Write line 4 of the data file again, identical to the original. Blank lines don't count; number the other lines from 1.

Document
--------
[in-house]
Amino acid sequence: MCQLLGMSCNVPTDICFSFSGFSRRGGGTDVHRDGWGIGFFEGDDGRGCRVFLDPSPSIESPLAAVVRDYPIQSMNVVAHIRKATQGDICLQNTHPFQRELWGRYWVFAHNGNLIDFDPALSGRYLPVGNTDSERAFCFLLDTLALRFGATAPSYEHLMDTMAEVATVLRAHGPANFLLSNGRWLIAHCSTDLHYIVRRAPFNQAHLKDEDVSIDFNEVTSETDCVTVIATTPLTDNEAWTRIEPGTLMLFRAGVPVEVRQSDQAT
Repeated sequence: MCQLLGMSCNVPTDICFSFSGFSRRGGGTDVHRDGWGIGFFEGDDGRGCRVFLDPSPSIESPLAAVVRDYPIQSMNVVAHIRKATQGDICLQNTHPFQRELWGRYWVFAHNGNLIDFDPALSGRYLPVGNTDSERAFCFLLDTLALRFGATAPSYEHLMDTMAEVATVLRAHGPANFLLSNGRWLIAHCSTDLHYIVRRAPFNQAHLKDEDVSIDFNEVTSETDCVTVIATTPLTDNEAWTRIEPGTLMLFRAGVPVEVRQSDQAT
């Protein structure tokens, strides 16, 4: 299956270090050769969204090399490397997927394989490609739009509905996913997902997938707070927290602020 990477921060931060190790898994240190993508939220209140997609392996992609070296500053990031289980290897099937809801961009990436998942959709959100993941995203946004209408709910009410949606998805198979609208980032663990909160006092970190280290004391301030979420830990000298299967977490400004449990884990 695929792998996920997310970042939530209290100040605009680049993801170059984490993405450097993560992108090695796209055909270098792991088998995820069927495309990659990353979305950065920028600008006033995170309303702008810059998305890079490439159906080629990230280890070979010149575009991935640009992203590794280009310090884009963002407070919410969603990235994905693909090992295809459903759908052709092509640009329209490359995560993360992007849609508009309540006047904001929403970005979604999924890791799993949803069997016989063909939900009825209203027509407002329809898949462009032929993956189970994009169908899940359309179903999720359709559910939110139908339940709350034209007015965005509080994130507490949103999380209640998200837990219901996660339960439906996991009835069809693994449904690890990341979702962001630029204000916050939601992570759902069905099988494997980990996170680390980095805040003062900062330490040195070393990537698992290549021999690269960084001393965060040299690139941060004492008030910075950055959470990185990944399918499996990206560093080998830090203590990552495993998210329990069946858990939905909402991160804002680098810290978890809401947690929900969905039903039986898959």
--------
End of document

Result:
């Protein structure tokens, strides 16, 4: 299956270090050769969204090399490397997927394989490609739009509905996913997902997938707070927290602020 990477921060931060190790898994240190993508939220209140997609392996992609070296500053990031289980290897099937809801961009990436998942959709959100993941995203946004209408709910009410949606998805198979609208980032663990909160006092970190280290004391301030979420830990000298299967977490400004449990884990 695929792998996920997310970042939530209290100040605009680049993801170059984490993405450097993560992108090695796209055909270098792991088998995820069927495309990659990353979305950065920028600008006033995170309303702008810059998305890079490439159906080629990230280890070979010149575009991935640009992203590794280009310090884009963002407070919410969603990235994905693909090992295809459903759908052709092509640009329209490359995560993360992007849609508009309540006047904001929403970005979604999924890791799993949803069997016989063909939900009825209203027509407002329809898949462009032929993956189970994009169908899940359309179903999720359709559910939110139908339940709350034209007015965005509080994130507490949103999380209640998200837990219901996660339960439906996991009835069809693994449904690890990341979702962001630029204000916050939601992570759902069905099988494997980990996170680390980095805040003062900062330490040195070393990537698992290549021999690269960084001393965060040299690139941060004492008030910075950055959470990185990944399918499996990206560093080998830090203590990552495993998210329990069946858990939905909402991160804002680098810290978890809401947690929900969905039903039986898959």